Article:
Workshop highlights differing views on merger

By Simon Hendery

7 comments
Napier Mayor Bill Dalton.
Napier Mayor Bill Dalton.

Mayors from opposing sides of the amalgamation debate had different views last night on the success of a closed-door workshop on the issue.

Hawke's Bay's five councils agreed to share the estimated $7000 cost of yesterday's workshop for councillors, mayors and senior local body managers.

The meeting, led by Bruce Nicholson, a director of Auckland consultancy Morrison Low which specialises in local government strategy and operations, was attended by about 80 politicians and council staff.

Media and the public were barred from the workshop which was organised by Napier City Council.

An attempt to open the meeting up to all-comers, led by regional councillor Tom Belford, was defeated by councillors who argued keeping it private would stop politicians using the event as a platform for grand-standing.

Hastings Mayor Lawrence Yule, an amalgamation supporter, said the meeting was disappointing, in part because "a lot of the stuff that was given to us we already knew" and he saw no reason for keeping it closed.

Mr Yule said one disappointment was that Mr Nicholson had not read the Winder report, a 2012 study into Hawke's Bay's path to economic prosperity which was commissioned by the five councils as a starting point for the amalgamation debate.

"Everyone [at the workshop] was respectful and it was good to get together but in reality different councils have got different positions and the ability to get everybody together to adopt a common position is nigh on impossible I would think." Napier Mayor Bill Dalton, who opposes amalgamation, said the day had been positive and informative with Morrison Low providing details on the amalgamation experience in New Zealand and Australia.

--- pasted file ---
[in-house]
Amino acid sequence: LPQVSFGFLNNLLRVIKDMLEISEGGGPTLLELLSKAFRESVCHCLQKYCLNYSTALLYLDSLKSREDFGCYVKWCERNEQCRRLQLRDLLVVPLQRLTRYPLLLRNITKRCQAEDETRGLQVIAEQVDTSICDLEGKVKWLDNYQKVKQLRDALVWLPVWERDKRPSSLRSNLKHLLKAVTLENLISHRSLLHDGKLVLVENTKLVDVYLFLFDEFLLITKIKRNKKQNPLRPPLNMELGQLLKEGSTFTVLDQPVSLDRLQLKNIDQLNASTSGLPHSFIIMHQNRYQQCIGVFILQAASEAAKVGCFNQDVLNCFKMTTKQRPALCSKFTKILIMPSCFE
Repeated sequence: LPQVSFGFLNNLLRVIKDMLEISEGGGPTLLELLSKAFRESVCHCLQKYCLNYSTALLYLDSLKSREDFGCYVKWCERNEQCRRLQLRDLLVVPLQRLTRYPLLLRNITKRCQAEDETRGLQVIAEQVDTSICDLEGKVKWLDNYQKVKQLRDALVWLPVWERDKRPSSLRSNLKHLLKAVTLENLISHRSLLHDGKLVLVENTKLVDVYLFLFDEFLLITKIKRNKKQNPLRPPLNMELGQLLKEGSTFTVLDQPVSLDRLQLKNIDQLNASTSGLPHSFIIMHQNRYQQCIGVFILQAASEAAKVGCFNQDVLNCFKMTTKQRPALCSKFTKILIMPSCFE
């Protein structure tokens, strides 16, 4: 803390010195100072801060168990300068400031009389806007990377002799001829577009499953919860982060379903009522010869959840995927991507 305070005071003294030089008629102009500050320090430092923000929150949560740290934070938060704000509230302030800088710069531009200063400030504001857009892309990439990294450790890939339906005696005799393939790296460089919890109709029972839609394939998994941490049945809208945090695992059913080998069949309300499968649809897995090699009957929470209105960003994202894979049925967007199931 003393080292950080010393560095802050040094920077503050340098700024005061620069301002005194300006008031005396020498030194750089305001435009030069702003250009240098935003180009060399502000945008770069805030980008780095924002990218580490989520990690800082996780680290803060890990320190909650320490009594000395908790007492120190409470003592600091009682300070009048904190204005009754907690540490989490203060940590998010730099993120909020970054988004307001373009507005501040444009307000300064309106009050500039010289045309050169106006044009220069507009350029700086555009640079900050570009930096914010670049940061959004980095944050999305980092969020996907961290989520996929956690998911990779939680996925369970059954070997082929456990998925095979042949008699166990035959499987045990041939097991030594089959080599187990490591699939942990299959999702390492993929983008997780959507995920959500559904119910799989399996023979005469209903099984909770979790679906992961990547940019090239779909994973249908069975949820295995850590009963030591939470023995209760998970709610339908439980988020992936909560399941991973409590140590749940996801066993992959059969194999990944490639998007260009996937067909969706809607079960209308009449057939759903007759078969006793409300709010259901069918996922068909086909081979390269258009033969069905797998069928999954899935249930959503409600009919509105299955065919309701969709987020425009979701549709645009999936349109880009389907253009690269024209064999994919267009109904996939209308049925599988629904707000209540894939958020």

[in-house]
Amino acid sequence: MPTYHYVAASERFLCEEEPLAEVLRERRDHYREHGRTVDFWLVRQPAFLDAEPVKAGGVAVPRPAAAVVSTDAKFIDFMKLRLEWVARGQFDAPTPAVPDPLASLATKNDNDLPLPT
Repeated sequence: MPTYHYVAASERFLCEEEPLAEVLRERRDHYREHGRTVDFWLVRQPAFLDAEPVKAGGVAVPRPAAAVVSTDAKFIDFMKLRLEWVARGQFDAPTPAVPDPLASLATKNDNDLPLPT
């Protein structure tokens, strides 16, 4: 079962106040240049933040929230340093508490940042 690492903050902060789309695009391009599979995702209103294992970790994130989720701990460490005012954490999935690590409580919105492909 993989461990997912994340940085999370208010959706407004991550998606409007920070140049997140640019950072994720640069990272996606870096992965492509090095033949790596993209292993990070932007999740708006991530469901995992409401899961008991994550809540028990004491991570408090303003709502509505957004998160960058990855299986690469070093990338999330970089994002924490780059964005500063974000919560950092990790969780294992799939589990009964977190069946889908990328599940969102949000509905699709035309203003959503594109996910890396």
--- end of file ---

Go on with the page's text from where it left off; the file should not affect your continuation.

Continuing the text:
"That was the whole point of the exercise - to learn what has happened around amalgamations around Australasia. The only way we can learn is by past experience.

"The reason why these people haven't read the Winder report is that there are people who don't read fiction.

"The Winder report is the most lightweight, useless piece of information that has been presented to councillors in my time. I cannot see how reading the Winder report would have made them any better informed," he said.

"The reason the press weren't invited was that we weren't going to provide a forum for show ponies and we wanted this to be a serious discussions about amalgamation and the effects it has had where it's been applied."

Mr Dalton disagreed with Mr Yule's view that everyone at the workshop had been respectful.

"It was a positive day until the conclusion of the meeting when Lawrence stood up and was rude to the presenters and stated very clearly that he didn't want to be involved in future discussions around amalgamation."

Mr Yule said he had told the meeting that because different councils had opposing views on amalgamation he believed the value of coming together in such a forum was limited.

- Hawkes Bay Today

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